Herd Immunity and Unvaccinated Children
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|Sun, 01-11-2009 - 8:49pm|
Some info to read over and maybe debate a bit. :)
If the word "vaccine" immediately strikes fear in your heart, then you likely came of age not in a time dominated by worries about polio, but in a time when vaccines make news because of side effects ranging from mild irritation to death. The most notable example is probably the debate regarding the claim (not supported by any scientific studies thus far) that the thimerosal in certain childhood vaccines may have led to an increase in autism. These days, the public has serious doubts about whether it's worth protecting herd immunity at the cost of exposing children to these risks.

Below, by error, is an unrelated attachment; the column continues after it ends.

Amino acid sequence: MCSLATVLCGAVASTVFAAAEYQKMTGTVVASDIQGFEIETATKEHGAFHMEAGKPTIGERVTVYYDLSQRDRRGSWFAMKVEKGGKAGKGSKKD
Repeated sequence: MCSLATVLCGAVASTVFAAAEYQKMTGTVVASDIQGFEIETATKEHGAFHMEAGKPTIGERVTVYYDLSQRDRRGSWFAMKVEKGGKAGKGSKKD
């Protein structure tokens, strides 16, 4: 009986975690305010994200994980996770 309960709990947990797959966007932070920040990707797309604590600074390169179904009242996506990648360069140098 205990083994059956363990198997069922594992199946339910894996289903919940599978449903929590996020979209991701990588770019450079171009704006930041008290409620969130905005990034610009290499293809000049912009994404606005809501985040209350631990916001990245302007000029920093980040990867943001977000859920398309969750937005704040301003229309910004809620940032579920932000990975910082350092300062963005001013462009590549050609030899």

That means that levels of vaccinations have dropped dramatically, particularly in certain parts of the United States where exemption from vaccinations is granted for religious, philosophical or personal reasons. In 2002, the Centers for Disease Control and Prevention estimated that while 90 percent of all American children had received most of the necessary vaccinations, about 1 percent of all children hadn't received any shots .
Parents who forego vaccinations can rely on herd immunity -- for now. Children who aren't immunized are protected by the children that did get vaccinations; some parents who did take the risk of a vaccination, however, consider this freeloading . However, as vaccination rates drop, the safety of the herd, particularly its weakest members, can become compromised.